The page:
Plain White T's

"I remember hearing 'Hey There Delilah,' and it was so simple: guitar, voice, and strings. [It shows] you don't have to make a complicated song to have a hit single."

Kanye West

"Yeah, I listen to hip-hop. I hope my mom doesn't kill me. I like Kanye West and 50 Cent, and I didn't take a side in that whole battle. But I did buy [West's] Graduation, so I guess I took a side. The album is in heavy rotation on my iPod. 'Stronger' — that song is genius."

Alicia Keys

"I haven't heard all of her new album yet, but I like her new single ("No One"). Alicia Keys just amazes me. She plays piano like no other, she's got a great voice, and she writes her own songs."

Post-hardcore and screamo

"I like Silverstein and a local band called Greeley Estates that's doing really well. My favorite is a band called Dizmas. They're really good, and I love their music. They came and performed at my church, and it was really funny, because people were like, 'Are they screaming?' But I like post-hardcore, because it's really cool when you're angry. Anybody who can scream like that and not blow their voice out is amazing. It takes a lot of skill and practice to be able to do that. I can't do it."

Spirit of St. Louis
(Annie Zaleski)

Many St. Louis musicians hightail it out of the city as soon as they can — in hopes that the sunnier pastures of L.A. or the chillier climes of Chicago will be more welcoming. But except for a short stay in New Orleans, Uncle Tupelo and Son Volt founder Jay Farrar has lived in St. Louis for the past 15 years. And he's not going anywhere.

"St. Louis is still very much a city of immigrants, and that — coupled with distinctive, historic neighborhoods — makes for a good quality of life," he says. "I'd rather be where the action is percolating, as opposed to where the action is hyped and purported to be."

That low-key attitude informs Son Volt's latest album, The Search. Jaunty horns and burbling organ add soulful color to the band's trademark dusty alt-country and gentle twang. Farrar and his four-piece band toured a lot in 2007. Son Volt also released a limited-edition, extended vinyl version of The Search (called On Chant and Strum) and covered the Beatles' "Hello, Goodbye" for an ESPN commercial touting David Beckham's arrival in L.A.

The new year looks fairly busy already for Farrar: a few N.Y.C. solo shows early in the year, a Son Volt tour in the spring, and the release of another record by his side project, Gob Iron, after that.

Farrar's packed schedule probably explains why he goes out of his way to apologize that most of his favorite music of 2007 wasn't even released this year. "It usually takes six months for a new record to get to me and then another six months of really letting it sink in," he says. "And by then, it's often a different year."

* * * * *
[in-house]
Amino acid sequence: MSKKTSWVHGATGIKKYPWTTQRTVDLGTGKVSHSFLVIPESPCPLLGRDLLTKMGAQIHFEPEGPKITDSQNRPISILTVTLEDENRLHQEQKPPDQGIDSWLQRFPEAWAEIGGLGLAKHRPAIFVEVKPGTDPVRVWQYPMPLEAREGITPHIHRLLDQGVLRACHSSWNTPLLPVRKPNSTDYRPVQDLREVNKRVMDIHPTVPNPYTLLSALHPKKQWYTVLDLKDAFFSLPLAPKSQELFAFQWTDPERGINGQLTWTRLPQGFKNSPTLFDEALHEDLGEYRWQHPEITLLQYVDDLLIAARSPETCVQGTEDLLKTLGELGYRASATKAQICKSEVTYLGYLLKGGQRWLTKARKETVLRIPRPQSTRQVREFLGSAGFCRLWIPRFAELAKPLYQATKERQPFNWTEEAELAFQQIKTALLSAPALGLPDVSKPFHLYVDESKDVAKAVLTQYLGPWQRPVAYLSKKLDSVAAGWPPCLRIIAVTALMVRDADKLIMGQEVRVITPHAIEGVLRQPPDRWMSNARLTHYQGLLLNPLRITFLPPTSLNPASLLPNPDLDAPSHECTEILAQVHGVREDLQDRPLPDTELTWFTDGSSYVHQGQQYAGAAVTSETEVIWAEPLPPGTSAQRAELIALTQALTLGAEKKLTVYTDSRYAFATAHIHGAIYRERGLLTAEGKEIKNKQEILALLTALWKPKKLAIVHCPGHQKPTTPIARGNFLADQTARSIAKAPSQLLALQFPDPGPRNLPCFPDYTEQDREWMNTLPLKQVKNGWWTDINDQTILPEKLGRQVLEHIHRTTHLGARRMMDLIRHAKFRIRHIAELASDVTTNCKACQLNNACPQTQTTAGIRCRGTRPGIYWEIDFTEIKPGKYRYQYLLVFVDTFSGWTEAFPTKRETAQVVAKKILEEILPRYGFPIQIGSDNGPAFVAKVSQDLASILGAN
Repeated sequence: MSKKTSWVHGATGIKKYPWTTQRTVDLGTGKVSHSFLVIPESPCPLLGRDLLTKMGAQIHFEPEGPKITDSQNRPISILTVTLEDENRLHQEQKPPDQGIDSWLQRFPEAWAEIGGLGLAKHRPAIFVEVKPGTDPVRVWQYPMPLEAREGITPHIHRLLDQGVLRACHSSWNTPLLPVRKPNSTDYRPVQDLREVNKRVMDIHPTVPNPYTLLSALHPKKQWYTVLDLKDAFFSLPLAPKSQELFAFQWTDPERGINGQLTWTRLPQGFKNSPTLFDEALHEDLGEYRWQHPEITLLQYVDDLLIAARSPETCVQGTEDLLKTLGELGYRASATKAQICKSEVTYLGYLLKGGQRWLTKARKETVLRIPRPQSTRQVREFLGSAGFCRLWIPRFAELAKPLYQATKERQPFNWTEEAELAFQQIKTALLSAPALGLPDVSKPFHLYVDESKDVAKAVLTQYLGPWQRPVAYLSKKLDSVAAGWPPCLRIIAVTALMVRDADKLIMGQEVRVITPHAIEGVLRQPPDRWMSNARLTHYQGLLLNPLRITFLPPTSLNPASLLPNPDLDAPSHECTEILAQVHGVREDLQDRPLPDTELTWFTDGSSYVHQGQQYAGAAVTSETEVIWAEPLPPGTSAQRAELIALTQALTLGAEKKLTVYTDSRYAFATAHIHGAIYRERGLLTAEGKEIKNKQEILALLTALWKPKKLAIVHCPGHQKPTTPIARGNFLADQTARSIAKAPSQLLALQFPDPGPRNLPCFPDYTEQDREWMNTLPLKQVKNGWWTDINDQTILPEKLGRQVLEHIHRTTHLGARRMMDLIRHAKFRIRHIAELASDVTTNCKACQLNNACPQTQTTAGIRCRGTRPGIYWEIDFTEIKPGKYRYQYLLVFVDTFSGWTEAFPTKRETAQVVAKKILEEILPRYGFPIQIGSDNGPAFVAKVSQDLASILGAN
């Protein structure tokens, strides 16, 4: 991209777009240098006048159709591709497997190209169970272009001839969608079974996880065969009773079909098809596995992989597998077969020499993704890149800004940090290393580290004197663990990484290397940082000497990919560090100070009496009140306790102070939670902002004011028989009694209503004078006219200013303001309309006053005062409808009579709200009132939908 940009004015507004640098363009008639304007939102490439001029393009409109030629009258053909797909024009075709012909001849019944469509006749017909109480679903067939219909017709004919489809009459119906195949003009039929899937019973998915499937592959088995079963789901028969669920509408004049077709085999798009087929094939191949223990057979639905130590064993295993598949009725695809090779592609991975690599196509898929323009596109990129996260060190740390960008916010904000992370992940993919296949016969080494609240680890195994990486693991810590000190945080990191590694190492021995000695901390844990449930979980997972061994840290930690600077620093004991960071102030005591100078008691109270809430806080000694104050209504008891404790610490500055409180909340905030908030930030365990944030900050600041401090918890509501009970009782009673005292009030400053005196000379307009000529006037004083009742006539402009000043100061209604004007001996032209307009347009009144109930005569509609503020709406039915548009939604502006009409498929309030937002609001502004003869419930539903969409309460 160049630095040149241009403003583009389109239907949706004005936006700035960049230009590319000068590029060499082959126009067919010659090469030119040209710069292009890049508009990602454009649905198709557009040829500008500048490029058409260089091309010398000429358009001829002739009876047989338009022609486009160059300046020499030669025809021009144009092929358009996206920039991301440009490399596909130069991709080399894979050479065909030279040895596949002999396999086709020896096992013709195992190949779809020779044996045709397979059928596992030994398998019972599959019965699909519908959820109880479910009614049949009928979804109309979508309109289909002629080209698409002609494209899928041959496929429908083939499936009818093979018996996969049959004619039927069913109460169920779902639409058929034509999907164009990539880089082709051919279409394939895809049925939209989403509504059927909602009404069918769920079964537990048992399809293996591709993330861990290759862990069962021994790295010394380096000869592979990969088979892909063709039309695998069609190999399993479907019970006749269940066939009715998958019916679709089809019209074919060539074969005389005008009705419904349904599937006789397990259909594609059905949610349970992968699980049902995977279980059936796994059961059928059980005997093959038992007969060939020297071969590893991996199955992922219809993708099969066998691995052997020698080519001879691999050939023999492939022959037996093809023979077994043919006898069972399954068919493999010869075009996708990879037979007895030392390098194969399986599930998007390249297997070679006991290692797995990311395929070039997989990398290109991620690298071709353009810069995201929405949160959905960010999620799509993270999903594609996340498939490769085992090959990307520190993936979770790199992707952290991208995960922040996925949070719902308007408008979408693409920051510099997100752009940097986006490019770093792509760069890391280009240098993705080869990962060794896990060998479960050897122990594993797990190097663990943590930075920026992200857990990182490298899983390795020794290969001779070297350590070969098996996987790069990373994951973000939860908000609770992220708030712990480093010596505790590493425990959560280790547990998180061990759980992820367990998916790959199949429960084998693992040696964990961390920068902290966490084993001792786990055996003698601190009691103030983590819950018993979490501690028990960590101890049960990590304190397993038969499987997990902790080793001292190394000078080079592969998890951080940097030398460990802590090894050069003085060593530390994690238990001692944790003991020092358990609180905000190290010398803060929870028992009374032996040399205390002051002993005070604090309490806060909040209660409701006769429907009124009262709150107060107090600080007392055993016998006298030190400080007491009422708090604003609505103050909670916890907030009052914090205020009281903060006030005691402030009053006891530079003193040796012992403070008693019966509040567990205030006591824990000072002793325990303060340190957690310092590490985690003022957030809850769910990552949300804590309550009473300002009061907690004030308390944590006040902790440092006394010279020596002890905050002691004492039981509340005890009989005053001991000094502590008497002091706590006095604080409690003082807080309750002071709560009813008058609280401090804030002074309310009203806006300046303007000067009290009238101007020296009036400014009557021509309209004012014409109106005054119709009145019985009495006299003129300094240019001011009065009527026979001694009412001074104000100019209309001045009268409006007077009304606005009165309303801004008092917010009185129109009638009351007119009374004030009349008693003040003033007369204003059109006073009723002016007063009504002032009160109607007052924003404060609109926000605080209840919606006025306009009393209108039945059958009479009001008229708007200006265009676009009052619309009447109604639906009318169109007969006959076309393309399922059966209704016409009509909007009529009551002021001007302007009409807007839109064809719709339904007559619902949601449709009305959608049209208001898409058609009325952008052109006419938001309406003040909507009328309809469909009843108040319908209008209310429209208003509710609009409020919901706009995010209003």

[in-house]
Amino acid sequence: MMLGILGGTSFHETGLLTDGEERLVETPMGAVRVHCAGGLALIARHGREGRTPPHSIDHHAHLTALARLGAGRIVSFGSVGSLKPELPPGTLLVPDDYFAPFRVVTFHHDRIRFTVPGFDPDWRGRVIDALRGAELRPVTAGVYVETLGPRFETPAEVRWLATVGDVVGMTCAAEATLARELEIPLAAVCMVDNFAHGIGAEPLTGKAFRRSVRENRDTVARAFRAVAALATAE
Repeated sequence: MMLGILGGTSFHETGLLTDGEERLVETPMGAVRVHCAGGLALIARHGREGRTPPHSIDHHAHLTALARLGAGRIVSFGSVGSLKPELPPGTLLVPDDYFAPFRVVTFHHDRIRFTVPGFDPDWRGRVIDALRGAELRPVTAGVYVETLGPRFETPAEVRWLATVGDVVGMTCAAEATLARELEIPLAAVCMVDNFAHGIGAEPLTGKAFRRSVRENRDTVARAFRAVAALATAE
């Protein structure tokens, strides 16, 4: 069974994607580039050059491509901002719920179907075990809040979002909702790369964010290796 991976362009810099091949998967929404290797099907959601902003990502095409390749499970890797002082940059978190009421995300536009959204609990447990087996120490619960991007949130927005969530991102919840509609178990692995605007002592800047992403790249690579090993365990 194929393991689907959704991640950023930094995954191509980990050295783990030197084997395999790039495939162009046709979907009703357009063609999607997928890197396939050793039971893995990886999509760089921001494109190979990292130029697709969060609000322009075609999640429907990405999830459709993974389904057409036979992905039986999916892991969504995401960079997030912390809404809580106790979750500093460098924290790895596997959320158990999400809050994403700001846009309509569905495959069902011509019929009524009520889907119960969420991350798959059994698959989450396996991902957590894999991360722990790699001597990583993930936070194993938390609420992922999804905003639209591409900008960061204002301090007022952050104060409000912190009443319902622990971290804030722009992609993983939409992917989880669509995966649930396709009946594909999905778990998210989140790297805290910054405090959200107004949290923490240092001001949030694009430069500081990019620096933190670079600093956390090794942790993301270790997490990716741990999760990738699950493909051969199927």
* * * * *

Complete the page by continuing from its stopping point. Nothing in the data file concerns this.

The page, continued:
Beck — "Strange Apparition"

"It seems Beck is always good to keep things interesting. I like it when he channels songs or artists. This time it's the Rolling Stones song 'Torn and Frayed' — spit back out as an idiosyncratic cautionary tale, as seen through the windshield of a Mercedes-Benz."

Jimmie Rivers — Brisbane Bop

"This CD was recorded live by the drummer. Is it western swing or hillbilly jazz?  I don't know, but to me it always sounds fresh and intriguing."

Richard Buckner — "Town"

"Richard makes good with this lyrical equilibrium-buster, fueled with a looking-back-20-years audio landscape."

Richard & Linda Thompson — Pour Down Like Silver

"This was an 'album' when it was released in 1975, and to me it represents the idea of the 'perfect album.' I always listen straight through and often listen to the whole thing twice in a row. The level of musicianship on this record is a marvel. And there is an element of mystery to it — down to the Sufi garb on the front and back covers."

Lee Hazlewood

"Plenty of incongruous instrumentation and lyrical non sequiturs to ponder. [Son Volt guitar tech] Jason Hutto and I spent the better part of a five-hour drive from Chicago soaking up a Lee Hazlewood and Nancy Sinatra compilation. We found out the next morning that he had died the same day we were listening."

San Francisco Treat
(Jennifer Maerz)

San Francisco's Kronos Quartet has charted an impressive course around the globe, commissioning more than 600 works — and releasing more than 40 records — since its inception more than 30 years ago, with composers from China, Russia, Vietnam, and Iraq. Founding member David Harrington cites an unusual source of inspiration for working with artists from other countries: American foreign policy.

Whenever the U.S. gets into a conflict or war, Harrington says, it makes him want to find out about the other country's music. It's a way of connecting to and partnering with cultures that American politics tears apart. "We are trying to be a witness to some of the things that are happening," he says. "Every concert we play is an attempt to find balance in a world that's very unbalanced."

This year, the string quartet covered Sigur Rós' "Flugufrelsarinn," performed with Tom Waits at Neil Young's annual Bridge School Benefit, shared a stage with Bollywood film-soundtrack queen Asha Bhosle, and collaborated with Wilco drummer Glenn Kotche. Kronos also released music by Polish composer Henryk Górecki and recorded The Cusp of Magic with pipa virtuoso Wu Man for release in 2008.